"SUPERI: REBORN" by Clint Thurmon and Christina Williams

Posted by Matt McAvoy on Tuesday, August 22, 2017 Under: Book Reviews


The first impression of “Superi: Reborn” is that it is incredibly well-written, by a very skilled author (or two, in this case).  Even before the book has opened, the attention to detail is made clear, as is the passion the authors have for the world they have created, by the detailed map and character index provided – elements which are often hallmarks of the fantasy genre.

There is an immediate air of oppression in this book, and it is clear straight away that the world of Superi is one of danger and intrigue.  Immediately the reader is gripped by its disturbing events: a baby being cross-bred by an insane megalomaniac scientist.  Thurmon and Williams have created a spectacular planet, with a backstory as old as time, and an ensemble of interesting characters, all vivid, yet multi-layered and multi-dimensional, which is something I love to see – there is no place for stereotype in grown-up fiction, which, in spite of its genre, this very much is (this said, the moody teenager antics at times do wear a little thin, but then isn’t that also true in real life?).

This is a good old-fashioned, Olde-Worlde fantasy, combined with elements of the teenage superhero genre – think part “Lord of the Rings”, part “X-Men”, then throw in a touch of “Cloud Atlas” for the sci-fi aspect.  Like most old-style fantasy, it glories in its ultra-violence, and is at times brutal – and, of course, this all adds to the fun, which this book very much is.  The story is archetypal: an action-packed tale of a band of brothers, led by a battle-hardened warrior to rescue his daughter – a quest which leads them right into the path of a powerful, maniacal arch-villain and mortal enemy.  The ingredients are all there for an exciting portion of high-level treachery, swashbuckling scoundrels, super-powered mutants and fantastical sea monsters; in its backstory, a subtext of angeli and gods.  Set on a planet inhabited by four diverse species of monopod, all sharing a common tongue, though some feral, the scene is set for great entertainment - and I have to say, Thurmon and Williams deliver.  The authors appear to know their genre well, and look to have a real knack for delivering creative literature, in language familiar to fantasy fans – some of the turns of phrase turn up the corners of your mouth, as you nod slowly in approval while reading them.  The action sequences are satisfyingly rousing, without overpowering the heartfelt story of family and secrets – in this, and every other respect, the book’s timing is flawless, its flow crafted for perfection.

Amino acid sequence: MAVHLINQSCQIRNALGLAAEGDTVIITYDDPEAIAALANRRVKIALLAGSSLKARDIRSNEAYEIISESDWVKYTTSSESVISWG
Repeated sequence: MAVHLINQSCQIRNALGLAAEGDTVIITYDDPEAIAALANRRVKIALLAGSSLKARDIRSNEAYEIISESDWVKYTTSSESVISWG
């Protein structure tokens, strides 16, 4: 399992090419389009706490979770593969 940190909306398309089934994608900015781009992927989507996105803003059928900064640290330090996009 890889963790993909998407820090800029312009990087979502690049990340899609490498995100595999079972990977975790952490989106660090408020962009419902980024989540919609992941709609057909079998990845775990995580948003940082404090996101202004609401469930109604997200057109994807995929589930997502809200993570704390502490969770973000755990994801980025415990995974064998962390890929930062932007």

This said, it does slow down a touch through the middle, most of which takes place on board a ship; but, in general, this section of the story is probably the backbone of the whole book – here is where the standard fantasy story becomes a soul-searching adventure for the characters who represent the leads; the ship’s voyage, therefore, becomes a metaphor for the journey of self-discovery of these coming-of-age youths, each of whom is struggling with the burden of his “difference” from society.  The emotional atmosphere which rounds up this part of the book is actually at times very poignant and moving.  By the end, you feel as if you know each and every character intimately (probably even better than they know themselves).

Very little is held back in the writing – not the violence nor the brutality of the oppression; the reader endures every moment of the characters’ suffering, and this is definite testimony to the authors’ passion for them.  Clint and Christina have clearly invested a lot of time and effort in ensuring the book’s quality, and have done so well.  If I’m being savagely honest, I’m not such a fan of the fantasy genre, and I did find myself torn between giving “Superi: Reborn” a four- or five-star rating; but the fact is these are incredibly meticulous and hard-working authors, who have hit on a winning formula, and credit must be given for this where it is due. 

The cliffhanger ending is as unexpected as it is frustrating, but it certainly serves its purpose – its timing and execution leaves you urging to know what happens next, and, in fairness, this point in the story does feel like a good place to end this chapter in the boys’ life.  This abruptness of the ending is softened somewhat by its being immediately followed by a preview of the next instalment in the “Superi” series, though I do wonder if they could have chosen a more enthralling excerpt to draw its appeal.  Still, I enjoyed “Reborn” a great deal, and I very much look forward to reading the next instalment.

In : Book Reviews 



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